"This 2011 penny may be an error coin which missed the copper-plating process. Exactly 431,004,000 pennies were released into circulation in 2011, so it is possible that some coins with striking errors were missed during quality control. However, we have not heard of any similar steel pennies so this may be an exciting find!

"It may also be a penny which was issued as a commemorative 'lucky' silver coin by the Royal Mint. These sterling silver pennies were issued as gifts for new babies and christenings. These coins were not meant for circulation but occasionally they are removed from the packaging and are used in change.

While it's silver colored, it doesn't look like it's actual silver. Could well be a wrong planchet error. I'll keep an eye out for a follow-up story. Tales like this in the popular press can help boost interest in coin collecting (whether they're accurate or not...) -Editor

To read the complete article, see:
Dad finds incredibly rare silver 1p in his small change - and it could sell for thousands (

I asked reader David Pickup of the UK for his thoughts. -Editor

David Pickup writes:

It is possible that it is a genuine silver penny that has got into circulation by mistake. As you will see these are common and only worth £10 or so.

The other explanation is it was issued without the cladding. This is unlikely but possible. However, in this country error coins are not really much in demand. If you look at eBay there are lots of error coins which sell for less than £20.00.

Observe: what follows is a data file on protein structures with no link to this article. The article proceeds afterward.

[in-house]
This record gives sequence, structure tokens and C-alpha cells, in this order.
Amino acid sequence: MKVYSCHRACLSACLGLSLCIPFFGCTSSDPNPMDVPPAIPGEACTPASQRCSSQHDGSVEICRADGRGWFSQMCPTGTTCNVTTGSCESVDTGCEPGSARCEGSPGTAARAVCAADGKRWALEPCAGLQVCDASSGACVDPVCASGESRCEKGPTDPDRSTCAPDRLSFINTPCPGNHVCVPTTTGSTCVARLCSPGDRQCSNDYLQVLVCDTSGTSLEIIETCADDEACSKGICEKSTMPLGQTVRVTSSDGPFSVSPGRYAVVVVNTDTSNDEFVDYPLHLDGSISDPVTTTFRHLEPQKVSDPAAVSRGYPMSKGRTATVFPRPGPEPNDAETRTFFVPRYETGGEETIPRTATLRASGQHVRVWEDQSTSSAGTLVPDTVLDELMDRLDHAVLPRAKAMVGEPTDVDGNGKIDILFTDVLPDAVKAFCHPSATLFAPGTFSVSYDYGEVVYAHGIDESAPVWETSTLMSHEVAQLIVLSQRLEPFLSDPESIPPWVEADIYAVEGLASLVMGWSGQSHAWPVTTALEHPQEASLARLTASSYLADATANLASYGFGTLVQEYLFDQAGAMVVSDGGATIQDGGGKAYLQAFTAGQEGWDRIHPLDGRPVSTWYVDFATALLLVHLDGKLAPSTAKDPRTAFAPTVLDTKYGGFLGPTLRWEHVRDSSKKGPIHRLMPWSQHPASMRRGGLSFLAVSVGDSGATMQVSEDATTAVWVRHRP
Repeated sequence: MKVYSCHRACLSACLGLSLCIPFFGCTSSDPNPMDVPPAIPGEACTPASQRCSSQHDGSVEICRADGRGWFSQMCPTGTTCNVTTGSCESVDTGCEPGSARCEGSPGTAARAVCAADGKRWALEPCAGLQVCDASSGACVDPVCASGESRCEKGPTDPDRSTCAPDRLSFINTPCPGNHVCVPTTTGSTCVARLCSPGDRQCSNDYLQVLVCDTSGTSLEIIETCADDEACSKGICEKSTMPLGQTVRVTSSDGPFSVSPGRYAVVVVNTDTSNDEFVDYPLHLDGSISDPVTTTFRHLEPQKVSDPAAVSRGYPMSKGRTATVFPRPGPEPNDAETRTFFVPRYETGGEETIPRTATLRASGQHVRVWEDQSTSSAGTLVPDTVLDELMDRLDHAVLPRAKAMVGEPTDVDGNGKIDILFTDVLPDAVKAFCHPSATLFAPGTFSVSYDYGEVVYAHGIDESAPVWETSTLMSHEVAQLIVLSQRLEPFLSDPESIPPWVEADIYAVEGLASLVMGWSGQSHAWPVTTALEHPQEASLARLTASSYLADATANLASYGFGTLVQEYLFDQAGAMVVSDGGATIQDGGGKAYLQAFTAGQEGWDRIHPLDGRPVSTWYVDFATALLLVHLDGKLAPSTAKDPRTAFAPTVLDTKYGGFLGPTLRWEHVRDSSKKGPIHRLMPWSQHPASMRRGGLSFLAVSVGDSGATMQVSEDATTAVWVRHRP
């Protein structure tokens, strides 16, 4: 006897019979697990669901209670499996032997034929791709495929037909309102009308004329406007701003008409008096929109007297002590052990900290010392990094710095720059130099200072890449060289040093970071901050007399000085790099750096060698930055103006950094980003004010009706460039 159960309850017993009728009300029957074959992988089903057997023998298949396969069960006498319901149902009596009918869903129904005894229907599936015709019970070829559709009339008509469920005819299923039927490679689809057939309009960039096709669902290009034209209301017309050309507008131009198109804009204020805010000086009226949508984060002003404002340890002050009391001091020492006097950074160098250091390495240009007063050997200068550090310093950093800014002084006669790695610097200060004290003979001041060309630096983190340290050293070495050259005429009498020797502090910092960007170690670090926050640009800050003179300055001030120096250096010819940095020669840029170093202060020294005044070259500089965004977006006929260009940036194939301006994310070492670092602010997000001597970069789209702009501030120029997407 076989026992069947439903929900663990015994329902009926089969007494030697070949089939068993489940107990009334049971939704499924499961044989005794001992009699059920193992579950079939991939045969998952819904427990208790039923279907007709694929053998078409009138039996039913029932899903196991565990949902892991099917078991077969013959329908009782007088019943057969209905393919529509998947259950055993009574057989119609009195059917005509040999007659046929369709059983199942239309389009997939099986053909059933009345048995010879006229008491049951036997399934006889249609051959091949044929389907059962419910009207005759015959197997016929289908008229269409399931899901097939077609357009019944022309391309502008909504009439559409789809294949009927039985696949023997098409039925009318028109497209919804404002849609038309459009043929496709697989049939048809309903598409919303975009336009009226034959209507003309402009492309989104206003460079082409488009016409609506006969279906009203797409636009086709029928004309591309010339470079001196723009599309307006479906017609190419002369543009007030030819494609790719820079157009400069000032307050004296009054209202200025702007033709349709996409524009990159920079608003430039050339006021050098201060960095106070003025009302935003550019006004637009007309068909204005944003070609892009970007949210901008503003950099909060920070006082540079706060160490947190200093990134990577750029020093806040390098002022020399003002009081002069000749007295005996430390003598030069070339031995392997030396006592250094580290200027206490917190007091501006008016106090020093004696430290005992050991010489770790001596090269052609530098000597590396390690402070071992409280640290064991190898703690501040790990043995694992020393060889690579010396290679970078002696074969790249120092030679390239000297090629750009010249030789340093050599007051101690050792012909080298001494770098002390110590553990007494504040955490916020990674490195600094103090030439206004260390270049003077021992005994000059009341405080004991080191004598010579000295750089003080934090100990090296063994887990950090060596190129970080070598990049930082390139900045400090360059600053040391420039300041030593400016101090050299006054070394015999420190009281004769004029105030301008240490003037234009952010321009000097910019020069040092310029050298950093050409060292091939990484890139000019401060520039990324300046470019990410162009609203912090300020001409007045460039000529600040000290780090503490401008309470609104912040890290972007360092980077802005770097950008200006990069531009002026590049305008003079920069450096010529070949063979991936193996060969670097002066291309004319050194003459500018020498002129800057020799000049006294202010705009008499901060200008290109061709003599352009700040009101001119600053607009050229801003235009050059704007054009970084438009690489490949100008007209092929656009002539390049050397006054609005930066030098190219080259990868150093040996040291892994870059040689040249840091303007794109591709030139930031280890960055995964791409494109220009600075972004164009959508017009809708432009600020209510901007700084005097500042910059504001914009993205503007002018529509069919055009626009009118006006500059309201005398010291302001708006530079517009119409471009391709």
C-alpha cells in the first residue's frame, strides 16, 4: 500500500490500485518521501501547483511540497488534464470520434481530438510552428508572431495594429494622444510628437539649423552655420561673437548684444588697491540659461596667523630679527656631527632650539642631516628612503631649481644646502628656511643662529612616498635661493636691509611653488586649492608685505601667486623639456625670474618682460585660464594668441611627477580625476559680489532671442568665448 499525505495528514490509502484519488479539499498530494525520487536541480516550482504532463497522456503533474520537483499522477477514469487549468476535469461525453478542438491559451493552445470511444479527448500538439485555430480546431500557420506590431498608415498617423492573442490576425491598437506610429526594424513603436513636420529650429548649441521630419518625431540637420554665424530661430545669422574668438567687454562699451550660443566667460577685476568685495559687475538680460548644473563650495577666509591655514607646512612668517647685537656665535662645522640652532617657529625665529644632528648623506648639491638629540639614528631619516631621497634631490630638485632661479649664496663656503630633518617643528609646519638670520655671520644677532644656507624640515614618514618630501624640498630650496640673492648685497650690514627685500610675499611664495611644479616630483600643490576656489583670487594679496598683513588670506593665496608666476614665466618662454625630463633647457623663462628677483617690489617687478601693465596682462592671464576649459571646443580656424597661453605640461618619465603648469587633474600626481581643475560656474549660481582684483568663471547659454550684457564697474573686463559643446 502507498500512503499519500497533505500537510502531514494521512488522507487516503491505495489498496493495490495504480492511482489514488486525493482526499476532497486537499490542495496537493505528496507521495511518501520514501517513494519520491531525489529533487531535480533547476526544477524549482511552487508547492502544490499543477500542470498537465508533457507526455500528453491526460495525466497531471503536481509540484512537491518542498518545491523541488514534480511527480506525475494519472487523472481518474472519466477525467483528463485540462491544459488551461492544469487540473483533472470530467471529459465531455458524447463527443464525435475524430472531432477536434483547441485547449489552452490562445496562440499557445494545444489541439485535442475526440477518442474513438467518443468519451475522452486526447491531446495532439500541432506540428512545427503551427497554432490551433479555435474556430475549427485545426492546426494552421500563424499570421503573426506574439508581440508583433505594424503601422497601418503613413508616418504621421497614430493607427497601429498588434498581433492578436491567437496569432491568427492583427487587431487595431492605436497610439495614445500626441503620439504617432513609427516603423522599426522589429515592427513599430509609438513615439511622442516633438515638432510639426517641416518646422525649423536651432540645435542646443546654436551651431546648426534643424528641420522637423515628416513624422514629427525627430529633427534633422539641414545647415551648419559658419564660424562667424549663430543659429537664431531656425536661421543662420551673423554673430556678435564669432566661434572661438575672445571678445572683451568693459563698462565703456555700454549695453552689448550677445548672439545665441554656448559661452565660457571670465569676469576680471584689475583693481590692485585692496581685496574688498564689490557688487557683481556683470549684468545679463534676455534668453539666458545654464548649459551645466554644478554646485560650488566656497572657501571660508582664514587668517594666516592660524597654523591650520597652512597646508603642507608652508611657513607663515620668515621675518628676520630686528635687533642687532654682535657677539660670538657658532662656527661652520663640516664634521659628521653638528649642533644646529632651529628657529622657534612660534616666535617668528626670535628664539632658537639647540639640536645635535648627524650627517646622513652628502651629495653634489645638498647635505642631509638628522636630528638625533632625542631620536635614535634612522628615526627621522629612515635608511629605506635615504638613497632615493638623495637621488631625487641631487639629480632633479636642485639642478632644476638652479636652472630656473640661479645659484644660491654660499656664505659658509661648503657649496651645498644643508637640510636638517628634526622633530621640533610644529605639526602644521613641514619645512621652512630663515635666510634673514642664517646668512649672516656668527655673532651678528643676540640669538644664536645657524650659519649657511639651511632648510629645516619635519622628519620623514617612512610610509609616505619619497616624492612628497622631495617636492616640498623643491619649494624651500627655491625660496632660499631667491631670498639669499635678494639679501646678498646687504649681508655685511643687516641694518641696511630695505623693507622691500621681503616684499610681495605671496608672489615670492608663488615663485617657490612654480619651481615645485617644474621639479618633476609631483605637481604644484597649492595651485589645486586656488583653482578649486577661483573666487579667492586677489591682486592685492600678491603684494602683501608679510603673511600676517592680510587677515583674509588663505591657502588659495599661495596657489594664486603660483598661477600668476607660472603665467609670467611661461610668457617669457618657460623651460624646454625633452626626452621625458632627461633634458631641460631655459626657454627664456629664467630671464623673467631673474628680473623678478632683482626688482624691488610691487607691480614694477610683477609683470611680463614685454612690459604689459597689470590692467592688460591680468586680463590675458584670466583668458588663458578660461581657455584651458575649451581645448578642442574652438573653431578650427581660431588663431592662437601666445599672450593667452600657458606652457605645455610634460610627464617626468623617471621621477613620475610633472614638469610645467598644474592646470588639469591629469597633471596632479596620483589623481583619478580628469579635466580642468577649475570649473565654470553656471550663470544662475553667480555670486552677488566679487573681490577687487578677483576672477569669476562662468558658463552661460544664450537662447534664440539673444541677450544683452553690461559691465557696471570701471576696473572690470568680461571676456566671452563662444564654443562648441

A friend of mine who is a dealer thinks it might be worth £80 to £100, certainly not £2,000.00.

David also provided this link to an eBay sale of the silver penny product. Thanks. -Editor

To read the complete article, see:
Lucky Silver Penny Christening Baby Gift 2009 2010 2011 2012 (

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Medals from a famous battle are up for auction in Carlisle, England. -Editor

Light Brigade medal group ‘Into the Valley of Death, rode the six hundred…’ He had a way with words, that Tennyson fellow. And the Charge of the Light Brigade he was writing about also has a stirring effect on militaria collectors.

The famous 1854 action in the Crimean War is one of the best-known British military blunders and it exerts a strong pull at auction, with medals from chargers among the most valuable to collect.

A group of three medals earned by a participant who survived the ‘volley and thunder’ is estimated at £10,000-15,000 at Laidlaw Auctioneers on September 30 in Carlisle.